Waters, known by his moniker the Pope of Trash for his skill in merging high and low culture, is behind the cult classics Hairspray (2007), Pink Flamingos (1972), and Cry Baby (1990). Many of his most notorious projects center around the city of Baltimore, where he was born and raised.
The new restrooms are the first at the institution designed to be gender-neutral. With the entryway reading, “The John Waters Restrooms/All Gender,” the design for the newly-minted rest area—which consists of four private walled rooms that are doored from floor to ceiling and accompanied by a communal sink area— is meant to maximize privacy.
“Public restrooms make all people nervous,” Waters said in a speech at the museum reception for the unveiling. “They’re unpredictable. They’re also fueled by accidents, just like my favorite contemporary art.”
Together with his collaborator, trans activist Elizabeth Coffey, who has been a recurring figure in several of Waters’s films, the two took the occasion to recognize trans rights. Coffey noted in her remarks that despite the night’s playfulness, the museum’s part in the redesign is a serious matter that holds weight with its transgender constituents.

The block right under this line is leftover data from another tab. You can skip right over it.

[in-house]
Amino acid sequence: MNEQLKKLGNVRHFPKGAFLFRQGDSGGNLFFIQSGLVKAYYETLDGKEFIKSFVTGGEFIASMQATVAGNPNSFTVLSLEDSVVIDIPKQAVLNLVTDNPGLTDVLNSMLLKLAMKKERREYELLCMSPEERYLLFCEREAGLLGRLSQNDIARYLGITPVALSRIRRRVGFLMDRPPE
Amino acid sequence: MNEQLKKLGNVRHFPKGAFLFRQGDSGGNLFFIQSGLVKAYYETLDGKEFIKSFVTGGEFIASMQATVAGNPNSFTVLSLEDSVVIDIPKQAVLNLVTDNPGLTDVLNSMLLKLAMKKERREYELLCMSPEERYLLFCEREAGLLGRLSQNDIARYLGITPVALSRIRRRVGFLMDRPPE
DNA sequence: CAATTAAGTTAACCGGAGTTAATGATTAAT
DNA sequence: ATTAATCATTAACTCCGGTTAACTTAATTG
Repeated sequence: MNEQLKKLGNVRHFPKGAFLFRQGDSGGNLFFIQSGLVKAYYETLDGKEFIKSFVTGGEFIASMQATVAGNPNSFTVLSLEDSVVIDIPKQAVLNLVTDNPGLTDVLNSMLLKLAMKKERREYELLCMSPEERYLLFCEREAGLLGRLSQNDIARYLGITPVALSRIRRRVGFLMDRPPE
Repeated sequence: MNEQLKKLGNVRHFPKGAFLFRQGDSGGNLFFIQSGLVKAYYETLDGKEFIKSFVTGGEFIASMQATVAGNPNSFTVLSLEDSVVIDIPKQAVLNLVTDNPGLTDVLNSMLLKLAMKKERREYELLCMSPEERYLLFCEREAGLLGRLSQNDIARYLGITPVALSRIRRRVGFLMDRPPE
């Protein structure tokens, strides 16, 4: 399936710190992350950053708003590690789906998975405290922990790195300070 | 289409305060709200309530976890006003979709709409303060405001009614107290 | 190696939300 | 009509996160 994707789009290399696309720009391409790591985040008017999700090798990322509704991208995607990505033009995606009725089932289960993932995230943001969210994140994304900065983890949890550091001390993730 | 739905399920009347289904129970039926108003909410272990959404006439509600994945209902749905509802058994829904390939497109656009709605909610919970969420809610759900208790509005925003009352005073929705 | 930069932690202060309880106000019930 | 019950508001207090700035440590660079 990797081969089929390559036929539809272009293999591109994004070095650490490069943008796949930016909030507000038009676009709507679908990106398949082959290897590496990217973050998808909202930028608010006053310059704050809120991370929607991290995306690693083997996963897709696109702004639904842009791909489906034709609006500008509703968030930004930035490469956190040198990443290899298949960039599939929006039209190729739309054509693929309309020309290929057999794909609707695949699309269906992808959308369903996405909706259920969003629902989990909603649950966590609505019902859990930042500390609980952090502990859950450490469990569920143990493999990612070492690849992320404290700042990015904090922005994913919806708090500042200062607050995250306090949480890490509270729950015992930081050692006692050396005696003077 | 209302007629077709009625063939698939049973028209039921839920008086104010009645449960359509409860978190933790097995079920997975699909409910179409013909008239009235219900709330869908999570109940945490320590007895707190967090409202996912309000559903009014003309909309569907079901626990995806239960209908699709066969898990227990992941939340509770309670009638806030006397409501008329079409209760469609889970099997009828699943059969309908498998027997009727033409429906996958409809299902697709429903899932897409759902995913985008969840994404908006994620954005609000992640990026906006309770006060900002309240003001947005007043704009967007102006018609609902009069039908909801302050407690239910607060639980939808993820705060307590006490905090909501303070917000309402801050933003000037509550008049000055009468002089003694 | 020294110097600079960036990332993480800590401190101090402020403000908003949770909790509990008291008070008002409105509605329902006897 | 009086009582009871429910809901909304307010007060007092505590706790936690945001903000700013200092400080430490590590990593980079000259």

Waters was appointed to the museum’s board of trustees in August. When he announced the gift of his private art collection last fall, he also asked for the bathrooms to be renamed—a request that he reported was first met with disbelief by other trustees. In November 2020, Waters donated 372 works from his personal art collection to the museum. The gift included photographs and works on paper by the likes of Diane Arbus, Nan Goldin, Lee Lozano, Richard Prince, Cindy Sherman, Andy Warhol, and Christopher Wool.